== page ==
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Lee Pro 4-20 pot gone wild!


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I had topped it off with a couple more ingots and the temperature dropped enough the spout got cold a froze. (30° out)   I went in to get a drink and let the heat come up.  

 

1507413059_LeepotgonewildJan2021.thumb.jpg.89dd577350cba5fe7beb2367dc373e14.jpg

 

I really wasn't going very long. WAHA! I went ahead and emptied it out.  I need to do some major maintenance on the valve spout and rod. It's been aggravating me for a while.   I just made do. 

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I've had one drip a pretty good pile while I was heating a new batch but I've never seen that before. 

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I spring-loaded the handle on mine to avoid that, but I never leave a heating or cooing pot alone. Too many cases of people burning down their casting area.

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Are you holding the inside part so it won't turn? Pretty sure it isn't threaded into the pot.

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11 minutes ago, Springfield Slim SASS #24733 said:

Are you holding the inside part so it won't turn? Pretty sure it isn't threaded into the pot.

 

I'm holding the whole pot.   I've sent a report to Lee to get instructions.  But I'll likely take the pot out of the case to see better how it's made.  If it's pressed in, I can drill, cut it off to get it out.  But I better have a replacement on hand.  Although this pot has earned its keep, it's not a good time to shop for any casting equipment. 

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When the pot is cold and empty, clean off the 'valve stem' the best you can and chuck the threaded end in a cordless drill.  Put a big dollop of valve grinding compound on the other end, and use the drill to polish the internal part of the spout.  Repeat until the mating parts are nice and shiny.  Mine doesn't drip anymore.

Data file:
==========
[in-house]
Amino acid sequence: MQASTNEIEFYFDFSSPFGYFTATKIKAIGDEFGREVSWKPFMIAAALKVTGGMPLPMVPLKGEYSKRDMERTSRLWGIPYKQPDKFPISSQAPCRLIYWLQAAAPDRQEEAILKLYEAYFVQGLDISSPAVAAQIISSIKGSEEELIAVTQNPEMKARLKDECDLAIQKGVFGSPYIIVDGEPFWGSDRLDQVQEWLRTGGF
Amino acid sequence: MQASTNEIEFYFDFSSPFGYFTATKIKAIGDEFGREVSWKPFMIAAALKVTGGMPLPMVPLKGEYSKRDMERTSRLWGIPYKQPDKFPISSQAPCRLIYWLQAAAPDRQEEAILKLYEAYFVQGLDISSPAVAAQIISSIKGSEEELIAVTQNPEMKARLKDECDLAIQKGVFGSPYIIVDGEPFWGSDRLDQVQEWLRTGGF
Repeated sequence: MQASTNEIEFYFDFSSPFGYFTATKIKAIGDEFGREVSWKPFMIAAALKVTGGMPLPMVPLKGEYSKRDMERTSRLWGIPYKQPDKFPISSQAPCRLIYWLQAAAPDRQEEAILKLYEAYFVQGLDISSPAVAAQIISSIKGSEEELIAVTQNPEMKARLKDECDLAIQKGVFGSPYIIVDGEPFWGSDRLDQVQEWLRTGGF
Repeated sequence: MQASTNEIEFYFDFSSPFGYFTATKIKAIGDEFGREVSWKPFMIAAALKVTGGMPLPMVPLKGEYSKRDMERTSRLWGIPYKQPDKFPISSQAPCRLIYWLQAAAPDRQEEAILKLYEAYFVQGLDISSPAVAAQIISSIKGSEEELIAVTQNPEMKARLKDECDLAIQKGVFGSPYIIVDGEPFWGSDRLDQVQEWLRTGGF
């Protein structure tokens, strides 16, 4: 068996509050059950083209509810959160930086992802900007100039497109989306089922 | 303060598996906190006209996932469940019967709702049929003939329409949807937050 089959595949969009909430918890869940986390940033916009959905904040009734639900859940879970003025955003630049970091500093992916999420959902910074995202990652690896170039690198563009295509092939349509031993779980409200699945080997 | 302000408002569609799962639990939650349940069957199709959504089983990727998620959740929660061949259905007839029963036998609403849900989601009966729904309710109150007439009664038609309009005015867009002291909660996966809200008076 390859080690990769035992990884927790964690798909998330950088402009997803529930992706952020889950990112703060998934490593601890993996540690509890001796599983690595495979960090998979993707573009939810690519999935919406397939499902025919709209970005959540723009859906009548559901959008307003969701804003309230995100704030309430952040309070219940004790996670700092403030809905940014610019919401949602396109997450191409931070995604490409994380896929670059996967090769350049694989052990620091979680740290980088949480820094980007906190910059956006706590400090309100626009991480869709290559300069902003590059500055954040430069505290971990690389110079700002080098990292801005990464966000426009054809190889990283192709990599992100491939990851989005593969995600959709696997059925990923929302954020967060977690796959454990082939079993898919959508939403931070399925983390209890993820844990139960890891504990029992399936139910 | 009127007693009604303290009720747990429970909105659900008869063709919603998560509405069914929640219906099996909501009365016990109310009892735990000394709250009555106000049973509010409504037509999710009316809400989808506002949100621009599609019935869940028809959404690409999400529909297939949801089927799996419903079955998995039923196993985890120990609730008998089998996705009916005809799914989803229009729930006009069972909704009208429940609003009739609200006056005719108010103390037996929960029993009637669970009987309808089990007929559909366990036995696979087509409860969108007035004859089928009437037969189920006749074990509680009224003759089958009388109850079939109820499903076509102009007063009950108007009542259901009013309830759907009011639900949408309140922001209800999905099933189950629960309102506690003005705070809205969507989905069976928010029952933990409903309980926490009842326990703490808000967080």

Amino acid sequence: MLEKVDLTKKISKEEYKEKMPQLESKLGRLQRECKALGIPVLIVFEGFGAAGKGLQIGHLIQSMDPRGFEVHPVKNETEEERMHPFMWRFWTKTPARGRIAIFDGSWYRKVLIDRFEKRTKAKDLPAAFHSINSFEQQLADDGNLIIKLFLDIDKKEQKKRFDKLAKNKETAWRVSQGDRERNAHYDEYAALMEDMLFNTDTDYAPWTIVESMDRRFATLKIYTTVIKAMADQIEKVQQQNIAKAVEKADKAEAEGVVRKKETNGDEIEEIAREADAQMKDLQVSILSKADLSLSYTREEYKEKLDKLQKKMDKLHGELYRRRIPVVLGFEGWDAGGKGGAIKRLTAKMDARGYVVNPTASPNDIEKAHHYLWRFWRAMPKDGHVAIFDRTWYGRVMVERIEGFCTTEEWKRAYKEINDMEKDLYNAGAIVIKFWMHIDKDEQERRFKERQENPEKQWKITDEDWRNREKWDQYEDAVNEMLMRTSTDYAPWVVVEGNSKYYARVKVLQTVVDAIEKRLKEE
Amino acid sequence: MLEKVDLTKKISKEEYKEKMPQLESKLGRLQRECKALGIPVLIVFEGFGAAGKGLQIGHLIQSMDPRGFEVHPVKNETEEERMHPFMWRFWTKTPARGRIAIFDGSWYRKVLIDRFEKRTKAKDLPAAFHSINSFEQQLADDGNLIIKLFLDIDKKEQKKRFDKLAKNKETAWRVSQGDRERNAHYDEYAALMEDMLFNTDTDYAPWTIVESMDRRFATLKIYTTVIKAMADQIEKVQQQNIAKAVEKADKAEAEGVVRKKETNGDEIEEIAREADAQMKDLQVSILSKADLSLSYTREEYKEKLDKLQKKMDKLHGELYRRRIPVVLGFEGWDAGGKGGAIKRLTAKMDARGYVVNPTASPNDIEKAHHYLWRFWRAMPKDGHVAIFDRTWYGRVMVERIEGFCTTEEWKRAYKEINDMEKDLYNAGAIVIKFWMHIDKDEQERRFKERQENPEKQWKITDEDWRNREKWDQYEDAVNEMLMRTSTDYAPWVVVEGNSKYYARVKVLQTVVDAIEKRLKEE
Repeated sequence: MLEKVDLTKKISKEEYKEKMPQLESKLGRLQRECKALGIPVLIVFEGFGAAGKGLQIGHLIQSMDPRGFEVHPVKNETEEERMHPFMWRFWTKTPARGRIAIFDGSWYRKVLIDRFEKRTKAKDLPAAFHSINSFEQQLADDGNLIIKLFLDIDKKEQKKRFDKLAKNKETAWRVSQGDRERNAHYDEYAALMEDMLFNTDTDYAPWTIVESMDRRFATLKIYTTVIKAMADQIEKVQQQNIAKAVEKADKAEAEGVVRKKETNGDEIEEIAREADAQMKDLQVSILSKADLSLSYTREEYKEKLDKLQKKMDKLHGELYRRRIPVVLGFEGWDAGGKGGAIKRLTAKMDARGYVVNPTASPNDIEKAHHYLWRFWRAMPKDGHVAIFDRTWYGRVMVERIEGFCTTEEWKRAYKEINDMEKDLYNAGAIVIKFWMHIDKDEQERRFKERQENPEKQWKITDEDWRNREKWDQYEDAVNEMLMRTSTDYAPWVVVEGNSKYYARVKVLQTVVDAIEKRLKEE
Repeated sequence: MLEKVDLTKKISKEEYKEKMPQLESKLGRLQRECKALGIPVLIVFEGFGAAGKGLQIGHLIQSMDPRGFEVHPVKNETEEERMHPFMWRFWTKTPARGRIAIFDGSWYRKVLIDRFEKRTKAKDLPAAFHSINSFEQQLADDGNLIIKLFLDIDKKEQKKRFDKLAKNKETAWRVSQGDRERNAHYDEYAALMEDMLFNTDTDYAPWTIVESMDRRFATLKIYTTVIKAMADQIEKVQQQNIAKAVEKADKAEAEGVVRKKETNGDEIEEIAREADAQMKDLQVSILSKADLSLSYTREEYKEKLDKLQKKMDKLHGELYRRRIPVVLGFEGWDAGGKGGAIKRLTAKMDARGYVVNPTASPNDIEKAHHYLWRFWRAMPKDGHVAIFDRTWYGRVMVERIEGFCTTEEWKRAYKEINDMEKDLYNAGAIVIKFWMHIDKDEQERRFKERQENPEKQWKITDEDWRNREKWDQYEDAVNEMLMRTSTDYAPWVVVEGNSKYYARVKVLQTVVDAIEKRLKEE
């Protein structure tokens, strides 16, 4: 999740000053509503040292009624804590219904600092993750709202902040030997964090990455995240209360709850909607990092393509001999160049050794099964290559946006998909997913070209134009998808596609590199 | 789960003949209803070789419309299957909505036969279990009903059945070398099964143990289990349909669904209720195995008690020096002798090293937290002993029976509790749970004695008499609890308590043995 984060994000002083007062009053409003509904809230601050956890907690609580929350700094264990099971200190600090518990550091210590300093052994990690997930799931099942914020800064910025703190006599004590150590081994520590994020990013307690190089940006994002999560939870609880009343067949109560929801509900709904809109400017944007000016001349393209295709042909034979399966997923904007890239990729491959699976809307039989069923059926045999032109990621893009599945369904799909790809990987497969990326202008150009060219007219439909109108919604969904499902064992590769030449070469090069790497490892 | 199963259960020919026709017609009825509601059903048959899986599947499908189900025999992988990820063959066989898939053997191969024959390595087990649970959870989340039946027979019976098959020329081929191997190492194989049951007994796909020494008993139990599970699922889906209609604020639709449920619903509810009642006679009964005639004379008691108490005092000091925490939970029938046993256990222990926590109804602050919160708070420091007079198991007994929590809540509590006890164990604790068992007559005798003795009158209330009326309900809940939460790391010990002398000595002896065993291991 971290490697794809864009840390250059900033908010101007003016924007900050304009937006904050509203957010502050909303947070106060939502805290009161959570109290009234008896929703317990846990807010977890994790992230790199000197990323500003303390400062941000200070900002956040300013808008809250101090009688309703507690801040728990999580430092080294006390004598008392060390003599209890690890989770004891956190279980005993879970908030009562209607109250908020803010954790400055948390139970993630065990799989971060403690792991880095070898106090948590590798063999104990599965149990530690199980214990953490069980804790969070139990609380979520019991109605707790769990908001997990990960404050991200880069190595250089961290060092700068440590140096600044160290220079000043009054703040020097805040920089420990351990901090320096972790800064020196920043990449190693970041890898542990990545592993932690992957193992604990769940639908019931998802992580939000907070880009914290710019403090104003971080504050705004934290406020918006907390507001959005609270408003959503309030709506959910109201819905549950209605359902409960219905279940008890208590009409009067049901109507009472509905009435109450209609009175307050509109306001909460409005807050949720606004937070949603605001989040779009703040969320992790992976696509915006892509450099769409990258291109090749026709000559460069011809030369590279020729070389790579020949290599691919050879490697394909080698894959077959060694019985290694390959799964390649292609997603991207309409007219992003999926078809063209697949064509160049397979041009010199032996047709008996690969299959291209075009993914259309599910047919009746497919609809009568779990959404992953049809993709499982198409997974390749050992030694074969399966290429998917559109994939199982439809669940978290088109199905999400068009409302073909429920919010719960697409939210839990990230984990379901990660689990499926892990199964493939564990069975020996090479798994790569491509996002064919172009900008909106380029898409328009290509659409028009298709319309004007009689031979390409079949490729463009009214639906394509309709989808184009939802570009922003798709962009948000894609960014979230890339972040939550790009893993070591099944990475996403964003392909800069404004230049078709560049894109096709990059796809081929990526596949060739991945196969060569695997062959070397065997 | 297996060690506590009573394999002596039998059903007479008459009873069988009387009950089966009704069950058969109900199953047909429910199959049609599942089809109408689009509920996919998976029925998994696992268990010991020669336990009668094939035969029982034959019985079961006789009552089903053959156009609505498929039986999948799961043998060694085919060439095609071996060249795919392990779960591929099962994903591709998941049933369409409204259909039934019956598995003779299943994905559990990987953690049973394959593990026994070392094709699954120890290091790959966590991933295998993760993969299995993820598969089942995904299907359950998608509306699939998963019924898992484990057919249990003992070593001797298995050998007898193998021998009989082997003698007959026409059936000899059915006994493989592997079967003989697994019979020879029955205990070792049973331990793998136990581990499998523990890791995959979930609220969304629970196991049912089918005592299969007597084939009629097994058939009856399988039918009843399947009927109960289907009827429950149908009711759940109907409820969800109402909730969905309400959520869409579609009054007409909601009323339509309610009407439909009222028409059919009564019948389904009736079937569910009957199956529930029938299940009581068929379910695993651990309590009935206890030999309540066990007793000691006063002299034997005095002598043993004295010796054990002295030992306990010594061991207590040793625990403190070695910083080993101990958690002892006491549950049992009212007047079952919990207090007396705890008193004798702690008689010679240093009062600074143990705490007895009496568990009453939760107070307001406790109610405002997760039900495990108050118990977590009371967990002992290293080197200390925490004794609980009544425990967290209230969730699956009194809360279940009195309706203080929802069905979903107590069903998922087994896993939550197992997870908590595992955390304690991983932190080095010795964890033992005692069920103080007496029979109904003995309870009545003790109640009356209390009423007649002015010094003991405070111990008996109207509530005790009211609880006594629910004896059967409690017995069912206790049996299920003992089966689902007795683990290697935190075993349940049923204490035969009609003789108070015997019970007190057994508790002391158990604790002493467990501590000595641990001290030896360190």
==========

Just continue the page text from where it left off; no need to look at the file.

Regards,

Jackalope

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Those kind of leaks made me toss my Lee production pot and go to the RCBS ProMelt.   Absolutely no regrets, and closer temperature control too.

 

But if you want to stay with the Lee, use Jackalope's method above.  That would hold mine drip free for perhaps 5 loads.  Then, it would get a little debris in the spout and start dripping again.

 

Good luck, GJ

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19 hours ago, Garrison Joe, SASS #60708 said:

Those kind of leaks made me toss my Lee production pot and go to the RCBS ProMelt.   Absolutely no regrets, and closer temperature control too.

 

But if you want to stay with the Lee, use Jackalope's method above.  That would hold mine drip free for perhaps 5 loads.  Then, it would get a little debris in the spout and start dripping again.

 

Good luck, GJ

That "debris" is called dendrites and is easily removed from the spout. It is caused by impurities in the alloy. Check Lymans cast bullet handbook, it explains the whole problem and solution. It is not a problem with the pot.

kR

Edited by Kid Rich
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kR, how did your dentures get in the lead pot? Hopefully you won't be using them after that.

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Well, gotta disagree with you there, KR. 

 

Dendrites are simply the tree-shaped structure formed as regions of lead alloys that cool at the same time within a solidified bullet.  Above the melting point of a lead melt, there are no dendrites.  Dendrites in lead alloys are like icy slush in very cold water.  Part of the liquid has crystalized into solid (ice) while cooling right at the freezing point, but some of the liquid has not yet frozen.  I've never found anyone claim dendrites form in the pour spout of a lead furnace when it is being run warm enough to cast a completely melted alloy.  Lyman's chapter on Metallurgy of Cast Bullets  does not say this either (just checked).

 

Lee pots have a couple of major problems.  One is the temp control, which I have measured to be less accurately controlled with the Lee snap-thermostat than the RCBS thermocouple control. 

 

As well, the design of the spout and valve stem in the Lee is not as conducive to self-cleaning during casting.  If there is ANY dirt or even cooled lead in the inside channel of the spout, the valve does not clean itself very well.  That is where Lee instructions say that you have to twist the valve rod periodically to help it clear the solids from the spout.    The valve "stopper" shape that RCBS uses in the bottom pour is a long cylinder with a round nose.   You can't twist the rod during operation - it's pinned into the lifting arm.   But I find you never need to, as the cylinder-shape tip cleans the whole length of the channel every pour.

 

I have used Lyman, Lee and RCBS pots now over 50 years of casting lots of lead alloys.   I really find the RCBS pot to be much better at controlling temps and preventing drips and runs.